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AQA Physics PHYA5 - Thursday 18th June 2015 [Exam Discussion Thread] Watch

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    (Original post by betbi3etwerrd)
    no it's not


    it is hydrogen - helium - electron

    which is the same as hydrogen - (helium + electron)
    Oops, I'm an idiot, I get it now, thank you!!
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    apparently a van got raided into so loads of past papers had to be rewritten by AQA including Physics Unit 5 :O so I'm expecting some weird questions, probably with mistakes in...
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    (Original post by aprocrastinator)
    apparently a van got raided into so loads of past papers had to be rewritten by AQA including Physics Unit 5 :O so I'm expecting some weird questions, probably with mistakes in...
    I don't get the point of why anyone would do this... It's not like people wouldn't notice all the papers missing.... Anyway you'd think by now aqa would have learnt from the past and create a backup paper for if this happens
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    (Original post by jf1994)
    Nah it says real object not real image
    Wow I'm stupid. Need to read the questions properly....

    Thank you


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    (Original post by betbi3etwerrd)
    Boys I'm happy to say I've figured out June 2014 energy released question!

    You can infact do it two ways:

    1. Calculate the change in binding energy (short) not account for neutrons since they have no binding energy

    2. Calculate the mass defect (long) accounting for neutrons - this does work if you do it properly

    both come down to the same exact answer

    Still gobsmacked by the fact that AQA do not account for the product neutrons K.E at the end..

    *and GIRL!!
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    Has anyone got a good explanation for why a discharge tube conducts electricity if a high enough p.d. is applied?
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    (Original post by Sbarron)
    *and GIRL!!
    Oh, we didn't know there was one


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    (Original post by Tomh97)
    Has anyone got a good explanation for why a discharge tube conducts electricity if a high enough p.d. is applied?
    I think at high voltage the anode plate becomes positive to such an extent that it can rip electrons off atoms/molecules of gas


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    (Original post by Tomh97)
    Has anyone got a good explanation for why a discharge tube conducts electricity if a high enough p.d. is applied?
    Gas at low pressure can be made conducting by applying a high voltage. This makes the anode strongly positive so it can pull electrons off the gas atoms in the tube. This creates +ion-electron pairs so the tube has free electrons and can conduct electricity. (Note: It's not really a gas per se but plasma -- which is defined as ionized gas.)
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    (Original post by Mehrdad jafari)
    Oh, we didn't know there was one


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    Lol 😜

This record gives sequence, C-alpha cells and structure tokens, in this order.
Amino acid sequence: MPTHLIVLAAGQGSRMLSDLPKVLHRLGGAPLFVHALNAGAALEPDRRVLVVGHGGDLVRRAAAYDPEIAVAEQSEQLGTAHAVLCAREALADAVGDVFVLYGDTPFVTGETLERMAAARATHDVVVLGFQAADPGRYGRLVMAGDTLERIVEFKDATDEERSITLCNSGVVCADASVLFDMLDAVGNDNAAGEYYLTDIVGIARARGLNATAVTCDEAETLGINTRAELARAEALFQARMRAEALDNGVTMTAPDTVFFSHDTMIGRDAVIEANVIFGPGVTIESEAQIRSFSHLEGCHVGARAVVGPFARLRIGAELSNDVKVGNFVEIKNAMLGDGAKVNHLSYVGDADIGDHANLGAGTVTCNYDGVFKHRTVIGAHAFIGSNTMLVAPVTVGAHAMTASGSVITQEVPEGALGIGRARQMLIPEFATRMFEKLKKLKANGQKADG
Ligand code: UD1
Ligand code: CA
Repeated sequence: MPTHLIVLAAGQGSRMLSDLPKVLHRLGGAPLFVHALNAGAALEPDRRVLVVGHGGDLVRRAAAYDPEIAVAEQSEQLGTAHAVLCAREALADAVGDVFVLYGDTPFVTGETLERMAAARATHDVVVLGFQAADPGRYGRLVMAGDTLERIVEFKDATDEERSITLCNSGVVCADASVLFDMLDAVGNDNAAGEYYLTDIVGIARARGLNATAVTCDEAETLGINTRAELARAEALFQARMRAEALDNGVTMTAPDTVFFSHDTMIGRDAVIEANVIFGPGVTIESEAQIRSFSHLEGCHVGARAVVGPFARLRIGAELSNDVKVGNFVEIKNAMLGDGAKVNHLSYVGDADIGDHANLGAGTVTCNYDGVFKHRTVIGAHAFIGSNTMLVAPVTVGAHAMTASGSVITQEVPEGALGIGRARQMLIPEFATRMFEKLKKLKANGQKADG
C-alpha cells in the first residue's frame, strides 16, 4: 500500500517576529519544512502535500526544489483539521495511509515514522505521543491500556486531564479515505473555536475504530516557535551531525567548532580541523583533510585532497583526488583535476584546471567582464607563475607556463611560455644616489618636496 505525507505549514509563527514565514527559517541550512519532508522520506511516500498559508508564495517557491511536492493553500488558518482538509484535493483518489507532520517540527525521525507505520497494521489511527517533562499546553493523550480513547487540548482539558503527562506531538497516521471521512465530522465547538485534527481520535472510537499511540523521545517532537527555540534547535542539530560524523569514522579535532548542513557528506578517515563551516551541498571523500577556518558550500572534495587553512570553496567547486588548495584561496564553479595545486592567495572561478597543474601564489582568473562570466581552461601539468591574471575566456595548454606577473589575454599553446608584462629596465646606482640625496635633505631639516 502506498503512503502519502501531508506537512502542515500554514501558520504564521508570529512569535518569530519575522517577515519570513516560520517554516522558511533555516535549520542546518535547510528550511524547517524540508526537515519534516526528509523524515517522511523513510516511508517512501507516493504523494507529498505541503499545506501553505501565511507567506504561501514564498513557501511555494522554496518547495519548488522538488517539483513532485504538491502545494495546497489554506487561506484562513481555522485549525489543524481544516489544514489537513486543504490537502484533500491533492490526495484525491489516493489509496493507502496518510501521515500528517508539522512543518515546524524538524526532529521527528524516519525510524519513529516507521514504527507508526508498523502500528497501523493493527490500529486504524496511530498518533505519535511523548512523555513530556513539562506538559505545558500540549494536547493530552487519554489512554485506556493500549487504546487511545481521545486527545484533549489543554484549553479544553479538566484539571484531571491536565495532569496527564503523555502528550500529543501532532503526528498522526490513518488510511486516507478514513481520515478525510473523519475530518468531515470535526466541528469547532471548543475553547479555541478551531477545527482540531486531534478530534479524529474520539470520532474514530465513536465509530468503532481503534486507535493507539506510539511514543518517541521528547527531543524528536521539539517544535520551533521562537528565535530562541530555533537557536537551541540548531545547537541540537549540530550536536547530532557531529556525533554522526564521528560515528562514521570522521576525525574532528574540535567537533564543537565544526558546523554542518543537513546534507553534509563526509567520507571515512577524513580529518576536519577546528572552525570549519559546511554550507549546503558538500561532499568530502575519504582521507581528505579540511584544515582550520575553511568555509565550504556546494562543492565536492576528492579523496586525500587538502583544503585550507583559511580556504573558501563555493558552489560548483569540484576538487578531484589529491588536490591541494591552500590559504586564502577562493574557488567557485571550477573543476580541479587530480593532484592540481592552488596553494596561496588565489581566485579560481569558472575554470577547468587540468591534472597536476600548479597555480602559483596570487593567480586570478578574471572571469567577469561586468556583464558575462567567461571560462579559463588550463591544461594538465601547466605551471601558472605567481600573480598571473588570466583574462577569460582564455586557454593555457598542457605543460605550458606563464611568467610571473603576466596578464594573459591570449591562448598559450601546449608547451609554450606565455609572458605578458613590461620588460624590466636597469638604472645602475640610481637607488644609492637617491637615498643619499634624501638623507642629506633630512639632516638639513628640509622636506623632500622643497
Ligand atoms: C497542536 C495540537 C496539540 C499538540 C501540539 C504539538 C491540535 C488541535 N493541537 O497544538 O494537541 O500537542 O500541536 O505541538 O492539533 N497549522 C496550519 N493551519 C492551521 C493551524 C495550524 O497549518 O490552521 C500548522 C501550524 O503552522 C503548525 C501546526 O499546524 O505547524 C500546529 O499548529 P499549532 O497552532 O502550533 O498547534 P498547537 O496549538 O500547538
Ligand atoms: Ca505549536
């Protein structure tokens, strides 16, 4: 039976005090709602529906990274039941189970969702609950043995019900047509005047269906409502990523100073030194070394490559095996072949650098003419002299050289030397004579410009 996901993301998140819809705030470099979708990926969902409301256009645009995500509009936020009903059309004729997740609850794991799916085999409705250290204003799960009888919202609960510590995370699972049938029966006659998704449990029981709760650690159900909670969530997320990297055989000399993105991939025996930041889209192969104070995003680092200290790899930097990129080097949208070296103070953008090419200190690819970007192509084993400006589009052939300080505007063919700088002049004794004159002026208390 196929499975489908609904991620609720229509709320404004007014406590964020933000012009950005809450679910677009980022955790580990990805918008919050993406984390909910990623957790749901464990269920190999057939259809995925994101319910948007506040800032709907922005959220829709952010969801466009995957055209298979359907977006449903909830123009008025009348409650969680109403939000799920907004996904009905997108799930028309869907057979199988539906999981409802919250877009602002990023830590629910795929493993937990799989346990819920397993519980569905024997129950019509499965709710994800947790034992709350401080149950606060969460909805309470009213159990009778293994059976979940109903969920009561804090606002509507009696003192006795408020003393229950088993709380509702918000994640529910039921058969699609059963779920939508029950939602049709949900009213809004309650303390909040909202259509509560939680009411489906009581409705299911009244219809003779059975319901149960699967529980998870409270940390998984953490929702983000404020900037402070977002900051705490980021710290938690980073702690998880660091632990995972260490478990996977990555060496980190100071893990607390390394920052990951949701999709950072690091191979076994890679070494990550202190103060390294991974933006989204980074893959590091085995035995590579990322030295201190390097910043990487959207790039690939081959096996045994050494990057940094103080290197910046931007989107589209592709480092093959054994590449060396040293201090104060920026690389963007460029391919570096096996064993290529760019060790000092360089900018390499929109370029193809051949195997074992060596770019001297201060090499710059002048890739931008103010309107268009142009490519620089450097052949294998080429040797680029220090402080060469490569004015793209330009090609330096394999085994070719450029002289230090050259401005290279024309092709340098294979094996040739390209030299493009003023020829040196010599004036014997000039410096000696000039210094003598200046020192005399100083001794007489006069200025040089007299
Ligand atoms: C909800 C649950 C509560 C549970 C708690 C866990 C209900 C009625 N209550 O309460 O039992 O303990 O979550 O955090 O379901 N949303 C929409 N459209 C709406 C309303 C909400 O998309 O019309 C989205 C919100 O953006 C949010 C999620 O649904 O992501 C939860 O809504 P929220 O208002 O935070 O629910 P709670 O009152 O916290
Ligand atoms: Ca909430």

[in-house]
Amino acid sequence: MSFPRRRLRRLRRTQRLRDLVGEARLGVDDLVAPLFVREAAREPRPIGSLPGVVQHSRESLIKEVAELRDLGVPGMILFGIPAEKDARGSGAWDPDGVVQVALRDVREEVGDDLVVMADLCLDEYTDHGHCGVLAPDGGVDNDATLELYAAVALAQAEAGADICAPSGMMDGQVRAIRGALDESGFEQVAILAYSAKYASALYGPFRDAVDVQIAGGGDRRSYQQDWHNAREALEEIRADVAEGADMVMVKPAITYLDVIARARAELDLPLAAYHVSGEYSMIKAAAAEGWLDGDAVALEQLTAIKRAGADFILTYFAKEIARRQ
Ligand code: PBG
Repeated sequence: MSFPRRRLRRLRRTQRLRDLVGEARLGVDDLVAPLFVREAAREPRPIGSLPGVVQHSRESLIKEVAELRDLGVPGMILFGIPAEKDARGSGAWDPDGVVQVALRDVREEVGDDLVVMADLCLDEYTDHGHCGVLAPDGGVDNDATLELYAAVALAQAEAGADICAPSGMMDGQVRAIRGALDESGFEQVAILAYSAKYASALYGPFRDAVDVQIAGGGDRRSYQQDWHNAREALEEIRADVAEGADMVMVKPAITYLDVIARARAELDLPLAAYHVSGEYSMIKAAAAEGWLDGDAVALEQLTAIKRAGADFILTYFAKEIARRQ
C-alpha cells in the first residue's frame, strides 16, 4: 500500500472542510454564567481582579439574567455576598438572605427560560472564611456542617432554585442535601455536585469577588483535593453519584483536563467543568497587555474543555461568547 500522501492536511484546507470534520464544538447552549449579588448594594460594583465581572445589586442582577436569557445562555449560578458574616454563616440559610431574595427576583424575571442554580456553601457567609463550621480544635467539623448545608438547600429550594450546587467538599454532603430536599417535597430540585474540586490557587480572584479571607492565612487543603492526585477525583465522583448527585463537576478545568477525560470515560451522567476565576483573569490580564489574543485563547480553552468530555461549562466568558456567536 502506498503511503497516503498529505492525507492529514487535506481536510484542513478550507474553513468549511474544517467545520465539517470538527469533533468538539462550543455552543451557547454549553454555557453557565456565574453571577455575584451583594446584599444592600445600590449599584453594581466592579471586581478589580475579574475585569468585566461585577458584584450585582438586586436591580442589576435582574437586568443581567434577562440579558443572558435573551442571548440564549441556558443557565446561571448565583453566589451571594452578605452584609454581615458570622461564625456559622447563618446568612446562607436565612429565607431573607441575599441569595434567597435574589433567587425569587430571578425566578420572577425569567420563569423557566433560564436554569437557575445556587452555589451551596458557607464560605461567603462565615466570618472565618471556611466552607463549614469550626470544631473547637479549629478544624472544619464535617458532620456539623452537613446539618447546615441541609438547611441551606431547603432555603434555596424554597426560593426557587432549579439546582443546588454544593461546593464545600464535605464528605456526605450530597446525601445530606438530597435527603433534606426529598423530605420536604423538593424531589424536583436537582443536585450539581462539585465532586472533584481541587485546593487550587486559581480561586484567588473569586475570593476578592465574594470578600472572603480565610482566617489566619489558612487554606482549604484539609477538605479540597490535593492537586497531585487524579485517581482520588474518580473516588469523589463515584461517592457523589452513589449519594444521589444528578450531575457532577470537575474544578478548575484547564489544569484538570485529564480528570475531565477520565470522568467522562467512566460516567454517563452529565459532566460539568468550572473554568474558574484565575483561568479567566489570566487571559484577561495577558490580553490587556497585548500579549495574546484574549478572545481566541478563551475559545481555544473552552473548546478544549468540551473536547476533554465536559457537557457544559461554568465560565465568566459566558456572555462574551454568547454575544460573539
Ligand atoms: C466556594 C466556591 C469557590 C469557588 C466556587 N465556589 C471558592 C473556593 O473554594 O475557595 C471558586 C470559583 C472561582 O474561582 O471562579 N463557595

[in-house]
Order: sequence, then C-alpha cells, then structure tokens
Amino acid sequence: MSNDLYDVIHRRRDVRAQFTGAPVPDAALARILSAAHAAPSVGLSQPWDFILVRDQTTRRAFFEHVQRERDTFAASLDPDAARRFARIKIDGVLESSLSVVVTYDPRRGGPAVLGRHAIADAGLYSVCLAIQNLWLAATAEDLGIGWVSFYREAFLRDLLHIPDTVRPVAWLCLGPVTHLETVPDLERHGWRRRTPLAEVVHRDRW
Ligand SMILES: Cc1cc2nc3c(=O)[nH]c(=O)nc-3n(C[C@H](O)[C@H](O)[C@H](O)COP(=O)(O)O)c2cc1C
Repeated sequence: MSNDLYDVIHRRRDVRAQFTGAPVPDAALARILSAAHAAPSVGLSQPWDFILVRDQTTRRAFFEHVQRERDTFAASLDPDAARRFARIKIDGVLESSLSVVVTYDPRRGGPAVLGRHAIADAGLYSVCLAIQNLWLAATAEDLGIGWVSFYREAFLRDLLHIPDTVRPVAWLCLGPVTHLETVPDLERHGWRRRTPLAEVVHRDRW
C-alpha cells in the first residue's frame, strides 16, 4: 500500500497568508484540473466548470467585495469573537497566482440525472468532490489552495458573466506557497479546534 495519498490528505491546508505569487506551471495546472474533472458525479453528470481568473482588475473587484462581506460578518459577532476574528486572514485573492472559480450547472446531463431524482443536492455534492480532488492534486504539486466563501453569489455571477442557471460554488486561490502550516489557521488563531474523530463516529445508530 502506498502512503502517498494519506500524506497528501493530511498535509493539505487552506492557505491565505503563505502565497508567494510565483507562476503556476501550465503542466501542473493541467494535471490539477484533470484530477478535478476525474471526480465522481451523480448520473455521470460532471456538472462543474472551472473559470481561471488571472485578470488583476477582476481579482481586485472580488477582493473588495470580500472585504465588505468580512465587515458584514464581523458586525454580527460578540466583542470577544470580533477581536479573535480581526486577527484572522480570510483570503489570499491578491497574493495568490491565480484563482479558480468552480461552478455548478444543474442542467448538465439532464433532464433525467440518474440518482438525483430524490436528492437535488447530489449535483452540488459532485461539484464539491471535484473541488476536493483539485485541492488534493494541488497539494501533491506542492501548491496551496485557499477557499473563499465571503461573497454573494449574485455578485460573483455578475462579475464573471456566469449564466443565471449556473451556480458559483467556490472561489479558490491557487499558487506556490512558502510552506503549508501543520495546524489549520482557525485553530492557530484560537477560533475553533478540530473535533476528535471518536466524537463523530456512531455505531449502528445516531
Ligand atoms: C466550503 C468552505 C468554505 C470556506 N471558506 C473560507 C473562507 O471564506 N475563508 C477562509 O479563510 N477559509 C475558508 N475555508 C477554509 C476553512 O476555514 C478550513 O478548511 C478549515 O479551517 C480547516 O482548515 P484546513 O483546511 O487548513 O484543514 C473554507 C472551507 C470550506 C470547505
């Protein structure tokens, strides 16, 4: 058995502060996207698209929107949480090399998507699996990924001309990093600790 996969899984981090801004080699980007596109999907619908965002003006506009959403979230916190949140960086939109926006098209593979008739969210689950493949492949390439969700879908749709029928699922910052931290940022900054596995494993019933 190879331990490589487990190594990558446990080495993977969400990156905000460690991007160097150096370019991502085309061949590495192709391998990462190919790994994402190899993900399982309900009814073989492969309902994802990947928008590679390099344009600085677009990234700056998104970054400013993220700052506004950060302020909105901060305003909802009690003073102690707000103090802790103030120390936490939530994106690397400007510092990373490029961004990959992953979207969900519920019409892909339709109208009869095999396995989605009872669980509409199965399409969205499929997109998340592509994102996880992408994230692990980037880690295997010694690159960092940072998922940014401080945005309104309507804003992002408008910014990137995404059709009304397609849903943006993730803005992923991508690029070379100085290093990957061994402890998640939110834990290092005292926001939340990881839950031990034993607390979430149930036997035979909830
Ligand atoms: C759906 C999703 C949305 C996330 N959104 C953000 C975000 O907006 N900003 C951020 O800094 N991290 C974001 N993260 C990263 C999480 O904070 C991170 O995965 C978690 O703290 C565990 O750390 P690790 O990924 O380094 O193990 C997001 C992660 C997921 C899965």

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    Can someone explain to me the balmer series please in their own words?
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    Also what are the predictions for the astro and unit 5 6 markers? Need to get the whole 12 marks haha

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    What ever you think the 6 marker will be.... It 100% won't be that


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    (Original post by gcsestuff)
    What ever you think the 6 marker will be.... It 100% won't be that


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    True, but at least we know that it won't be on circular motion or newtons laws


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    (Original post by Mehrdad jafari)
    True, but at least we know that it won't be on circular motion or newtons laws


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    " using newtons laws describe how a molecule of gas exerts pressure in a container, while travelling around in a circle with a mass attached to a cone connected to a 30k ohm resistor"




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    i still have maths and chemistry exams before this but i need to revise this more after that unit 4 exam!
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    (Original post by CD223)
    I feel the same after revising for PHYA4 so much in the past couple of weeks.

    How do you plan on revising?


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    Just past papers lol, this will be the worst week ever
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    (Original post by gcsestuff)
    " using newtons laws describe how a molecule of gas exerts pressure in a container, while travelling around in a circle with a mass attached to a cone connected to a 30k ohm resistor"




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    You forgot the potato (AS)
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    (Original post by a.a.k)
    You forgot the potato (AS)
    Oh I did that paper, I loved that question


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    Am exciting day of radioactivity lays ahead of me. Oh the joys


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